You had a radon test done. It came back “high” at 5.0 pCi/L. What? What does that mean? That doesn’t exactly seem high. How is radon measured? Radon is measured in “pico-Curies per liter of air” abbreviated as pCi/L. The radon measurement gets its name from Madame Curie.
How is radon measured?
A single pCi/L is the equivalent to 2.2 radioactive explosions every minute within every liter of air. Again – what on earth does that mean? Think of a 1,000 square foot box. It’s 100 ft by 10 ft by 10 ft giving you a cubic volume of 10,000 ft. 10,000 cubic feet is about 283,168 liters. If this 1,000 square foot home had just 1 pCi/L it would mean that there are 622,969 explosions happening every minute of every day. Increase that to 4.0 pCi/L and there are almost 2.5 MILLION explosions each minute. If there was a way for people to see these explosions each time they occurred, there is no doubt that everyone with a radon issue would have it repaired.
What happens when radon is measured?
When radon is measured, it is similar to a Geiger counter. Every time a Geiger counter makes a “tick” sound, it represents one of those radioactive explosions. the more it ticks, the closer they are to the source of the radiation. Radon tests do the same thing by counting the number of these explosions over a period of time. Those explosions determine the amount of radon that is in your home.
If you don’t like the idea of millions of little explosions occurring in your home each and every day, you should have your home tested for radon. If you results come back high, it is important to have a radon mitigation system put in.
Trinity Radon helps reduce the amount of explosions with radon reduction systems. If radon measured high in your home, give us a call today: 630-499-1492.
You’ve spent weeks, perhaps even months, preparing your home to go on the market. You’ve done those updates you’ve put off for so long, made the obvious repairs & kept your home absurdly clean. You’ve packed up your family at a moments’ notice, milling about grocery stores, parks, & Target. Finally – an offer is made, a deal is agreed upon.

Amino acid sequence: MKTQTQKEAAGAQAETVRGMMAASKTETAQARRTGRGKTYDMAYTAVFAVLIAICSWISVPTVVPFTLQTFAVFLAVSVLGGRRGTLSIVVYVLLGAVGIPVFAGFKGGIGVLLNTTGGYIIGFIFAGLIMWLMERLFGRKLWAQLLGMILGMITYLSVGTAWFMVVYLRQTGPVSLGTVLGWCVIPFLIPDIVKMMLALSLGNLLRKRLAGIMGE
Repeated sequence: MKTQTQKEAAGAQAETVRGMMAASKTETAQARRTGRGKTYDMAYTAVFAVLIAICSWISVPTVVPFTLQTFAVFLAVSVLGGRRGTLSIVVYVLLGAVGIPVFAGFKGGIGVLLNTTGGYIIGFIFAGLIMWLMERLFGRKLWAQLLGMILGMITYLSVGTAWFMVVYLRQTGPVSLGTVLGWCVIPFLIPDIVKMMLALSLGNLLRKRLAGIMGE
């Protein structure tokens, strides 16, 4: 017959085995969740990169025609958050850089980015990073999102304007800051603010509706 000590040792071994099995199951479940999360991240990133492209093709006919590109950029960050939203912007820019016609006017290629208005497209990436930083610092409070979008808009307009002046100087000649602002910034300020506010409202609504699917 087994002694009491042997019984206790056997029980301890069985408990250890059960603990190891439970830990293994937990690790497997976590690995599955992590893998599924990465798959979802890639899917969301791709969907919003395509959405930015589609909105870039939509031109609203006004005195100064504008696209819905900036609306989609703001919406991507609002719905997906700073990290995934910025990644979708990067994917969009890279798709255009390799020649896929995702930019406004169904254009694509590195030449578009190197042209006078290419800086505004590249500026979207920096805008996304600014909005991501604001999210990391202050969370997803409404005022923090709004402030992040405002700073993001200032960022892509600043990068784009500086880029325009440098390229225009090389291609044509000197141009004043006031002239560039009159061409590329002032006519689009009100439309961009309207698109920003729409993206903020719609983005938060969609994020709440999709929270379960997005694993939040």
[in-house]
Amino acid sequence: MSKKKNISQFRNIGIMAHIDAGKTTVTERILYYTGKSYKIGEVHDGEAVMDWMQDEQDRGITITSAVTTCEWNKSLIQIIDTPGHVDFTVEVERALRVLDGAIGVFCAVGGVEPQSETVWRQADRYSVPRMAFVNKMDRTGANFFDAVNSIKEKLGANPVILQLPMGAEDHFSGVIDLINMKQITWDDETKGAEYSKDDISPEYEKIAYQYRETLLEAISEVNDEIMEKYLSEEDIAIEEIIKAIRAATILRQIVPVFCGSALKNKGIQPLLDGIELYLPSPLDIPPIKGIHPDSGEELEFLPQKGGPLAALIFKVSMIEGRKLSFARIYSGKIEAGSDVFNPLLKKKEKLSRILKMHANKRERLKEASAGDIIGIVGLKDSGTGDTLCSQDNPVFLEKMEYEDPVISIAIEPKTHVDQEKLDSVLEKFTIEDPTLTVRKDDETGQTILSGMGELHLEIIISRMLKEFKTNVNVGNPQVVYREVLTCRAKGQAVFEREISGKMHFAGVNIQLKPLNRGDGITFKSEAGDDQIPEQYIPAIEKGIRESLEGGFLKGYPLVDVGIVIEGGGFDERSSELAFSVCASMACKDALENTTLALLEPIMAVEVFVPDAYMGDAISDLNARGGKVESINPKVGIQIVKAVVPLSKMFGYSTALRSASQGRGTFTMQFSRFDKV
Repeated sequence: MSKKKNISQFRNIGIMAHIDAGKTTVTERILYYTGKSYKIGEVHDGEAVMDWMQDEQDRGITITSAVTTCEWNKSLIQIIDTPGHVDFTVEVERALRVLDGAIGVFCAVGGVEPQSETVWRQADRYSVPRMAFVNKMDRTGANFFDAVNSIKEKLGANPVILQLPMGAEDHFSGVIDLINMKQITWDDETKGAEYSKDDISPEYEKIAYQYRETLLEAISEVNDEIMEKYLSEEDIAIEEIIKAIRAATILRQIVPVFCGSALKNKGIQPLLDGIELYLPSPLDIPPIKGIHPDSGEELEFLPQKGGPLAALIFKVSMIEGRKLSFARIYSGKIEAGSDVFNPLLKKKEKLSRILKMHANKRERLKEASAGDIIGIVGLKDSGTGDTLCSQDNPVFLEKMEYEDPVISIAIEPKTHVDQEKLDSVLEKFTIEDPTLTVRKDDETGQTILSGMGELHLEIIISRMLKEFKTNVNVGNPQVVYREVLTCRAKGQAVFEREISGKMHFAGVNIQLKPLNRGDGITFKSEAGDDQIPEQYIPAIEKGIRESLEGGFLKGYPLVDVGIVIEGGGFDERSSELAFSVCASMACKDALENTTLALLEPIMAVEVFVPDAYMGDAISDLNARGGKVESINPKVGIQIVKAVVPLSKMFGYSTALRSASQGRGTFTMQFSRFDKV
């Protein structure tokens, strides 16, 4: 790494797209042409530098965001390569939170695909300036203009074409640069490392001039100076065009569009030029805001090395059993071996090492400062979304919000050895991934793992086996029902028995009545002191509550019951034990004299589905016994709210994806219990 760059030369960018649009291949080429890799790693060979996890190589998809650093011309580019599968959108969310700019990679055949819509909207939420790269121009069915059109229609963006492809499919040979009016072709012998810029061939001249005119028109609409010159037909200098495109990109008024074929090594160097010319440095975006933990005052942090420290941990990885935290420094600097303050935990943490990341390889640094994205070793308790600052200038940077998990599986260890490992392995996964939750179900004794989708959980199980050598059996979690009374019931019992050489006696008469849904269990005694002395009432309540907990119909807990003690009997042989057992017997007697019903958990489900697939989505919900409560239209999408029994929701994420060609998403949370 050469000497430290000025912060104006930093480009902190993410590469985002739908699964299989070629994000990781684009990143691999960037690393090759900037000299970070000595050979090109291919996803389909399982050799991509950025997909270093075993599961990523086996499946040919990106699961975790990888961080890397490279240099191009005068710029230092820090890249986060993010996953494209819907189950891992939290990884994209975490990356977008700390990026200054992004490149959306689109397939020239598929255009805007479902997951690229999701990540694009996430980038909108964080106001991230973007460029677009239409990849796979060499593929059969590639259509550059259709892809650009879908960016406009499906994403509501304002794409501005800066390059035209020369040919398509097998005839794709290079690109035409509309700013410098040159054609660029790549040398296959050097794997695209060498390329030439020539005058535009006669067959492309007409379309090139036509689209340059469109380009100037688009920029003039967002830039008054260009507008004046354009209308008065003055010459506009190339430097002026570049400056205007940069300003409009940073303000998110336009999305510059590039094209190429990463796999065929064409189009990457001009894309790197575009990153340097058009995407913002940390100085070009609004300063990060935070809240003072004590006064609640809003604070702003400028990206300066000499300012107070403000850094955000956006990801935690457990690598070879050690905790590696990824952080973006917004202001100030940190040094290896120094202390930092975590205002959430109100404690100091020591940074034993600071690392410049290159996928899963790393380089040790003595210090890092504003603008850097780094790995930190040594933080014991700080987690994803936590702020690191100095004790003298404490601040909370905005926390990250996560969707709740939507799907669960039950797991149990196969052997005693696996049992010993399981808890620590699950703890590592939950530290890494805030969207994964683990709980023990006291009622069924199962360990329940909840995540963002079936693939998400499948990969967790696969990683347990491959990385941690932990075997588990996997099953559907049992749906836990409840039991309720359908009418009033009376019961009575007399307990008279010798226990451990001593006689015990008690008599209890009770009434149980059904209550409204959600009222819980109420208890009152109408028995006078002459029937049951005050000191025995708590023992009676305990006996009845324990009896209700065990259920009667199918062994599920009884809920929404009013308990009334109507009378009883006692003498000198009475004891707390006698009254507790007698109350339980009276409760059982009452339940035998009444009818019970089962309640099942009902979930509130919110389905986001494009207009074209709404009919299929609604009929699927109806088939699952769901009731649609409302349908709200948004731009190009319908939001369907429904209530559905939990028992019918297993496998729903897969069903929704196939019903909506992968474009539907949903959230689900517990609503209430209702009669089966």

An inspection is ordered, the results are in. Surprise! You have elevated levels of radon. Now – you can either fix it or offer a credit. If you don’t, the buyer can walk. No big deal, right? Wrong! Even though radon is an odorless, colorless, and tasteless gas, it is dangerous and you musts disclose it. You cannot try to hide it from potential buyers.
Radon Testing and Real Estate Transactions
During real estate transactions, radon testing can be a headache, especially if you discover high levels. It becomes an even bigger problem as more people learn of radon and its dangers.
But as much of a hassle as it can be, testing for radon is important. Ensuring radon levels are acceptable – below 4.0 pCi/L – means you are securing the health of your family and anyone else that lives in your home.
If you knew for sure your home was dangerous, would you pass it on to another family without saying anything? If your answer is no, then you should have your home tested, at the very least.
Many people believe radon testing and mitigation are expensive, but they actually are not. To be honest, no one wants to pay money to remedy a problem in a house they will no longer live in, but it’s still necessary.
You can test your home for $30 or less by picking up a radon testing kit at your local hardware store or online. If you find elevated levels, you can hire a radon professional to retest, before investing in a radon mitigation system.
If your levels are still high, don’t let them get you down. Installing a radon reduction system can help your home sell!
Not sure what to do with those high test results? We can help. Give our offices a call today: 630-499-1492.
Radon Gas & Cigarettes have a lot more in common than people think. “I don’t smoke, I don’t have to worry about lung cancer.” It’s a phrase we hear all too often. The truth is, cigarettes aren’t the only way to get lung cancer. In the United States, the leading cause of lung cancer in nonsmokers is Radon Gas.
Radon Induced Lung Cancer in Non-Smokers
In 2017, the American Cancer Society estimates almost 223,000 people will be diagnosed with lung cancer. 10-15% of those diagnosis will be in nonsmokers. Lung cancer in nonsmokers is more common than people realize. It is actually the number one cause of lung cancer in non-smokers. Lung cancer in non-smokers is the 6th leading cause of cancer deaths in the United States. Radon gas causes 27,000 deaths each year.
Lung Cancer is Preventable
Just like somebody can make the choice not to smoke, people can make the choice to test their homes for radon. Radon gas is invisible, tasteless and odorless. Since it is out of sight, it is often out of mind. However, a simple radon test can tell you whether or not you have high levels of radon in your home. This test could prevent over half of radon induced lung cancer deaths each year. But too few people test their homes.
Radon is Fixable
There is good news. If you do test your home and your results come back high, it is possible to reduce your levels of radon. An active radon mitigation system installed by a licensed Radon Technician will dramatically reduce your levels of radon. These systems are non-invasive, barely noticeable, life-saving tools. Trinity Radon is happy to walk you through the radon reduction process. Give our offices a call today: 630-499-1492.
Radon gas & cigarettes both cause cancer. End the stigma which portrays lung cancer as a smoker’s disease – get the word out about radon!